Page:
This is where we gain our fullest understanding of "sonship". Paul's description of the believer's relationship to God in terms of adoption is further elaborated upon in the broader concept that Christian believers are now God's children. They become God's children through the New Birth -(James 1:18; and 1st Peter 1:3), not through adoption which signifies a special relationship with the Father yet to be received. This fact is confirmed in the Romans 8:23 passage above. A product of this new relationship is the imparting of all the rights and privileges as sons. From this, as Abraham's offspring, the believer is also an "heir" to the promises made to Abraham, specifically, eternal life. See Paul's words in Romans 8:17; Galatians 3:26,29; 4:7.
Sonship/Adoption thus relates to the prospect and also to the future consummation of Adoption and the inheritance of eternal life, i.e., the Rapture. Now, God's children may cry, "ABBA", Father<' or "daddy" and the power of the Spirit overcomes the enslaving power of the Law, ensuring our status as God's sons and daughters. This is the point of Galatians 3:23 - 4:11. The emotions of "adoption" for most of us are difficult, if not impossible to be experienced, because most of us have natural parents; however, for the adopted child there is a state of euphoria and excitement to be able to call an adopted family father "daddy" and is unimaginable to us.
The second passage above almost states it (the Rapture) explicitly, "waiting for the adoption, to wit, the redemption of our body." While "Huiothesia" has been perceived as of a somewhat lesser significance than the powerful word "Harpazo", this is merely a matter of inflection and formality. The word "ABBA" appears only three times in the Bible, twice in Paul's writings and once in the Gospel of Mark 14:36. Jews did not use the term in the way we in the western world use it much more intimate and personal. The early Church did use the term "ABBA" with a degree of reverence, but yet in a family way. Paul's use of the word "ABBA" was an expression of freedom, and Jews would never use this term because of slaves being forbidden to use the word in addressing their masters. We know that to be the case as illustrated by that they never spell "GOD" like we do but spell it "G-D" Jesus broke precedent when He referred to as "God, My Father". The Jews recognized His use of the term "My Father", which enraged and infuriated them by referring to God as "My Father" and for Him to tell the disciples to pray to "our Father". To use the term "ABBA" in such endearing ways was revolutionary to say the least.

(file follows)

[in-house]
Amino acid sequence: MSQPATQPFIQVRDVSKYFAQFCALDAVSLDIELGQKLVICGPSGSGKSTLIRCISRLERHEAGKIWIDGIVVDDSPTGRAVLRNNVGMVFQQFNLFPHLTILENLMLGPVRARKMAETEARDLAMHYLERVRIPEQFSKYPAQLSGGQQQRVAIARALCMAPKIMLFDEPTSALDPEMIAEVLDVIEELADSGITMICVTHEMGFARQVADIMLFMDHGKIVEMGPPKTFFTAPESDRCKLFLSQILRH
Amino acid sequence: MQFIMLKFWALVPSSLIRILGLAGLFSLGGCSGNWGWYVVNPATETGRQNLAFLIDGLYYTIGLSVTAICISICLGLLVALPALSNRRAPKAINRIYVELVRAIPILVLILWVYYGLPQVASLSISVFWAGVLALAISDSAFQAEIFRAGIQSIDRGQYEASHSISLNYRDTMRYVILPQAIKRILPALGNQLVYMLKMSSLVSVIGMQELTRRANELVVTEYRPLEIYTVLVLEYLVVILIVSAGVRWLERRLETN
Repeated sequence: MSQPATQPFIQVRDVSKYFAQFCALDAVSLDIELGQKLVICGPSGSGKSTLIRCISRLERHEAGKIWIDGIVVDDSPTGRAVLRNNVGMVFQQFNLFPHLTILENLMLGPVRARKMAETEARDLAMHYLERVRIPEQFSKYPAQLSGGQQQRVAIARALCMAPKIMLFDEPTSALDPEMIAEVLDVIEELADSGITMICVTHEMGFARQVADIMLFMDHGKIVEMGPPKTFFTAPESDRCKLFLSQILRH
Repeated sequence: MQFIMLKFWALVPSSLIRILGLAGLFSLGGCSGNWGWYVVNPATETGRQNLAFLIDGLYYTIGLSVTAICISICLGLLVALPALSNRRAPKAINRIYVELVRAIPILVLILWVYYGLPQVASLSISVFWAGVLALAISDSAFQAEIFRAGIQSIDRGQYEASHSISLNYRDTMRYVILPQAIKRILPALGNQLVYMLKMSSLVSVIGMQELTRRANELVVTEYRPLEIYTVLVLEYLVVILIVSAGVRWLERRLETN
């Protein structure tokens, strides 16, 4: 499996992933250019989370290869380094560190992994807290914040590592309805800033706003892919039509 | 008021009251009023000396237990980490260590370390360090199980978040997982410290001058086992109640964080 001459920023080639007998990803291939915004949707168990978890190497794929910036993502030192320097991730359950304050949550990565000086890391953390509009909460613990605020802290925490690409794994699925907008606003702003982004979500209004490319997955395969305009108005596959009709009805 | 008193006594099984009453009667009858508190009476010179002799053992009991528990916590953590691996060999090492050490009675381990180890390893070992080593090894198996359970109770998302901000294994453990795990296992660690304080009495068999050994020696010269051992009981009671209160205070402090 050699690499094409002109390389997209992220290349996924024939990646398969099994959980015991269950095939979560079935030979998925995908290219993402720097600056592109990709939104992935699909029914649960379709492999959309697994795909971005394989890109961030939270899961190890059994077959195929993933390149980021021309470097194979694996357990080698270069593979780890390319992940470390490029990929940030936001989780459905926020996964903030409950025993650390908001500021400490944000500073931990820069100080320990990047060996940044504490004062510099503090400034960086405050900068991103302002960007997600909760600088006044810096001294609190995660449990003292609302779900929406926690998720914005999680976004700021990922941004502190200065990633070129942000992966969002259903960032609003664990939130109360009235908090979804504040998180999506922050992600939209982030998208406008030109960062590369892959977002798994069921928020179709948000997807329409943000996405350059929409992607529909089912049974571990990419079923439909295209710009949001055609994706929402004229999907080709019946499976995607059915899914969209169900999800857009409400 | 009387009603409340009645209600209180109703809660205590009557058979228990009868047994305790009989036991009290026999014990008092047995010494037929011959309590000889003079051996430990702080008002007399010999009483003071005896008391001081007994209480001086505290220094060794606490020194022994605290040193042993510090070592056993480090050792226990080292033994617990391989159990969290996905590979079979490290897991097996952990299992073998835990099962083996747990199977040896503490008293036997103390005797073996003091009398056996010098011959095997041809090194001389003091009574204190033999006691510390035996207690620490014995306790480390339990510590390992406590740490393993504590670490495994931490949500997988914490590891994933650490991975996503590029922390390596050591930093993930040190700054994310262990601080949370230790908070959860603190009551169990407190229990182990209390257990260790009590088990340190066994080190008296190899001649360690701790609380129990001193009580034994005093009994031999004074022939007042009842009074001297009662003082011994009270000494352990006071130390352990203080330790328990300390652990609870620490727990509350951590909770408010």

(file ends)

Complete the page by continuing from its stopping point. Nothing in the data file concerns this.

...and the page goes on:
While not evident to the ordinary reader of the Bible, this text is a "Rapture" text. That fact is lost in the nuances of the Greek language, the Hebrew culture, customs, and their mores of an age and people remote from our way of life. Collectively, the content of those two verses in Romans 8:15 and 8:23, we are offered a deeper insight to the teachings of Paul concerning the Harpazo. 'Adoption' means so much more than what we ordinarily think of. This is especially so because of its limited use in the Bible. Thorough "word studies" necessitates that students look at how a word has been used over time, in classical Greek and Hebrew life; then its use during the New Testament era, and how it may have changed or evolved.
I note its importance here because of the image God has put on His painter's canvas for us to have reason to believe His promises to the believer.